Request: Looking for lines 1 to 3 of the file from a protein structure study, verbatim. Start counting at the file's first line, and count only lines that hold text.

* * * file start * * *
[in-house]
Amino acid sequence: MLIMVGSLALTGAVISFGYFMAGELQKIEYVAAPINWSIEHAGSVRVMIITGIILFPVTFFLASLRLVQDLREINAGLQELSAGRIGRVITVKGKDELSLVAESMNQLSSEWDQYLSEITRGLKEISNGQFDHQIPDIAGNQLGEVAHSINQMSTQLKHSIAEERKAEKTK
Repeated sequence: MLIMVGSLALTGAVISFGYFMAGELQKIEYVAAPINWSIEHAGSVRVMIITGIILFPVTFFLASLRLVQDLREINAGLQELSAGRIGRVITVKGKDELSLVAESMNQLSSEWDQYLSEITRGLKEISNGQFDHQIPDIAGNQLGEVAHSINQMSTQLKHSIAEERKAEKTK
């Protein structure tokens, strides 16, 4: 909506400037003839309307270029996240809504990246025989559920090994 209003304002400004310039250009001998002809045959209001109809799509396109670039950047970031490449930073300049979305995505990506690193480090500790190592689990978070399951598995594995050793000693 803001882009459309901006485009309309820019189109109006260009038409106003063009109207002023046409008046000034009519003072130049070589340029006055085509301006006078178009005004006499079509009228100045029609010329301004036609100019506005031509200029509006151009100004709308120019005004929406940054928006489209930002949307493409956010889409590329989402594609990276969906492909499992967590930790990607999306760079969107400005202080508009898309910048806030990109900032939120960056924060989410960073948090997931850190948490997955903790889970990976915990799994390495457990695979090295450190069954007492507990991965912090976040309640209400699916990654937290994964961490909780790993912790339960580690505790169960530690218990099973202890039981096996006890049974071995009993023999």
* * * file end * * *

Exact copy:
[in-house]
Amino acid sequence: MLIMVGSLALTGAVISFGYFMAGELQKIEYVAAPINWSIEHAGSVRVMIITGIILFPVTFFLASLRLVQDLREINAGLQELSAGRIGRVITVKGKDELSLVAESMNQLSSEWDQYLSEITRGLKEISNGQFDHQIPDIAGNQLGEVAHSINQMSTQLKHSIAEERKAEKTK
Repeated sequence: MLIMVGSLALTGAVISFGYFMAGELQKIEYVAAPINWSIEHAGSVRVMIITGIILFPVTFFLASLRLVQDLREINAGLQELSAGRIGRVITVKGKDELSLVAESMNQLSSEWDQYLSEITRGLKEISNGQFDHQIPDIAGNQLGEVAHSINQMSTQLKHSIAEERKAEKTK